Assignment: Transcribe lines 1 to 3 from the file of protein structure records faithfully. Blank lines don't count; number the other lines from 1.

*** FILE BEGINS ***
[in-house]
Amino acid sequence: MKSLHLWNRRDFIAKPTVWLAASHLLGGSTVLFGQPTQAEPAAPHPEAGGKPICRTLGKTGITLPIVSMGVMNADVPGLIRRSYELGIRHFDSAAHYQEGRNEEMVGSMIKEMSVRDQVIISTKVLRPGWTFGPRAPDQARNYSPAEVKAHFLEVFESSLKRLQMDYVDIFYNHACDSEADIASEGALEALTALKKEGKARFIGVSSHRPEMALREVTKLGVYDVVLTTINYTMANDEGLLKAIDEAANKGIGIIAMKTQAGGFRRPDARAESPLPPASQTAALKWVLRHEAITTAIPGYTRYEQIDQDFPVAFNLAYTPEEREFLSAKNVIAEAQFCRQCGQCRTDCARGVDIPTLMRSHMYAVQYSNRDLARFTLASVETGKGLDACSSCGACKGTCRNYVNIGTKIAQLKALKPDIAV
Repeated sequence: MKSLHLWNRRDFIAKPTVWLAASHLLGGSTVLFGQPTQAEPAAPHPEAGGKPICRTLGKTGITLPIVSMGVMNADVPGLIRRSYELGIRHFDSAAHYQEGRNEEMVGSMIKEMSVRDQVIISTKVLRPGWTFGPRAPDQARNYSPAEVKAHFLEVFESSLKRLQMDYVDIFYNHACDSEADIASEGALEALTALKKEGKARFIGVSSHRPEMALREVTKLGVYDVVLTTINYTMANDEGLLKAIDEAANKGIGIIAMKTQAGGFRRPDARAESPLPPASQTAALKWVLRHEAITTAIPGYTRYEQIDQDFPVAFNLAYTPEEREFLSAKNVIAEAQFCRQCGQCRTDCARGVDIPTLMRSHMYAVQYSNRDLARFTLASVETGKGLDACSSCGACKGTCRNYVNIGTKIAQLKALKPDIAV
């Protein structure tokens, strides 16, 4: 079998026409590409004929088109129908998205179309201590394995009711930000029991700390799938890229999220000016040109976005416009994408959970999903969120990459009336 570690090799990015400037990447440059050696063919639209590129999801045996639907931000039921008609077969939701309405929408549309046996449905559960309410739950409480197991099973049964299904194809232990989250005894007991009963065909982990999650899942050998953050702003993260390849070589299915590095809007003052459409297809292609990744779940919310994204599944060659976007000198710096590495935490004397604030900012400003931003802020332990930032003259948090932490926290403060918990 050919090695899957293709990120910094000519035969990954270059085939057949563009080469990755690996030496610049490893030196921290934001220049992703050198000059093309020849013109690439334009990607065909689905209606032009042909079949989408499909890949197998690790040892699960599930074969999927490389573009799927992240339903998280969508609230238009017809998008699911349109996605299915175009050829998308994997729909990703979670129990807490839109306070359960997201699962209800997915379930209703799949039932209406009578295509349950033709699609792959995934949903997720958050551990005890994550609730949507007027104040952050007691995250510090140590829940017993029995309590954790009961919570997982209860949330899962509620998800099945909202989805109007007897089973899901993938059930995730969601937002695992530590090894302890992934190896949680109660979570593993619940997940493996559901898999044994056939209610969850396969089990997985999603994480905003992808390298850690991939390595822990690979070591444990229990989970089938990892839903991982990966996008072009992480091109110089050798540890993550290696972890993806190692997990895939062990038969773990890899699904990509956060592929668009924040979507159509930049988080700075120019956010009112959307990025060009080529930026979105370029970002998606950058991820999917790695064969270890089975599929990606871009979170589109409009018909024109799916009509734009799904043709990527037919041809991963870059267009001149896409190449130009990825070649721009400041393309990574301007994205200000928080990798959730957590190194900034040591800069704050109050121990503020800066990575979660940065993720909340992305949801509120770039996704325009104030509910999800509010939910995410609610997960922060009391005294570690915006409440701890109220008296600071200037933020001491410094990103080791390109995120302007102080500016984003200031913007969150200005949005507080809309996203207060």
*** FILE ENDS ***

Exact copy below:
[in-house]
Amino acid sequence: MKSLHLWNRRDFIAKPTVWLAASHLLGGSTVLFGQPTQAEPAAPHPEAGGKPICRTLGKTGITLPIVSMGVMNADVPGLIRRSYELGIRHFDSAAHYQEGRNEEMVGSMIKEMSVRDQVIISTKVLRPGWTFGPRAPDQARNYSPAEVKAHFLEVFESSLKRLQMDYVDIFYNHACDSEADIASEGALEALTALKKEGKARFIGVSSHRPEMALREVTKLGVYDVVLTTINYTMANDEGLLKAIDEAANKGIGIIAMKTQAGGFRRPDARAESPLPPASQTAALKWVLRHEAITTAIPGYTRYEQIDQDFPVAFNLAYTPEEREFLSAKNVIAEAQFCRQCGQCRTDCARGVDIPTLMRSHMYAVQYSNRDLARFTLASVETGKGLDACSSCGACKGTCRNYVNIGTKIAQLKALKPDIAV
Repeated sequence: MKSLHLWNRRDFIAKPTVWLAASHLLGGSTVLFGQPTQAEPAAPHPEAGGKPICRTLGKTGITLPIVSMGVMNADVPGLIRRSYELGIRHFDSAAHYQEGRNEEMVGSMIKEMSVRDQVIISTKVLRPGWTFGPRAPDQARNYSPAEVKAHFLEVFESSLKRLQMDYVDIFYNHACDSEADIASEGALEALTALKKEGKARFIGVSSHRPEMALREVTKLGVYDVVLTTINYTMANDEGLLKAIDEAANKGIGIIAMKTQAGGFRRPDARAESPLPPASQTAALKWVLRHEAITTAIPGYTRYEQIDQDFPVAFNLAYTPEEREFLSAKNVIAEAQFCRQCGQCRTDCARGVDIPTLMRSHMYAVQYSNRDLARFTLASVETGKGLDACSSCGACKGTCRNYVNIGTKIAQLKALKPDIAV